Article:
The Nationals had a big day at the plate Tuesday night.

Washington hit four home runs, including three in an eight-run fourth inning, in its 10-1 victory over the Seattle Mariners.

Third baseman Anthony Rendon hit two home runs – the first a two-run blast to left field in the second inning and the second a three-run shot to center in the fourth. He finished the game 3-for-4 with five RBIs.

Prior to Rendon’s second homer in the fourth inning, left fielder Jayson Werth hit a two-run blast to left field, which was followed by a solo shot from right fielder Bryce Harper in the next at-bat.

Harper’s homer was measured at 450 feet.

At the end of the fourth, the Nationals led 10-0, which also included an RBI single from catcher Matt Wieters and an RBI triple from shortstop Trea Turner.

Tuesday night’s contest was the first of a three-game home series against the Mariners, who play in the American League. The Nationals and Mariners also will play Wednesday and Thursday.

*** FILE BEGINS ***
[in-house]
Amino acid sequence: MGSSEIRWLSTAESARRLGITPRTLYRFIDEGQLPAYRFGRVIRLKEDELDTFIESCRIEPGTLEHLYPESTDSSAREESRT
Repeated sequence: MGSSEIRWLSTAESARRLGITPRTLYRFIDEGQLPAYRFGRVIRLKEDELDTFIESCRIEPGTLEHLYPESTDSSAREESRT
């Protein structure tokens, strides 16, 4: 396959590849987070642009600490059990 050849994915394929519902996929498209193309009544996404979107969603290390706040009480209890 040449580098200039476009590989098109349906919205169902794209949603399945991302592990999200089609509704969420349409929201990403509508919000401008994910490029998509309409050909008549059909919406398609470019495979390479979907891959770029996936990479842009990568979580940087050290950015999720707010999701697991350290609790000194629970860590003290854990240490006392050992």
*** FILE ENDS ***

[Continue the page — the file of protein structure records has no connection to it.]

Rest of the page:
Earlier this season in a 23-5 win over the New York Mets on April 30, Rendon went 6-for-6 with three home runs and 10 RBIs to become the first player to accomplish that feat since at least 1913. He now has seven homers this season.

Harper’s homer was his 14th of the season, tying him for first in the National League with the Atlanta Braves’ Freddie Freeman. The New York Yankees’ Aaron Judge is first with 15.

Though he did not have a home run Tuesday night, Nationals first baseman Ryan Zimmerman has 13 for the season.

MORE NATIONALS: 2017 MLB Power Rankings: As Bryce Harper goes, so do the Nationals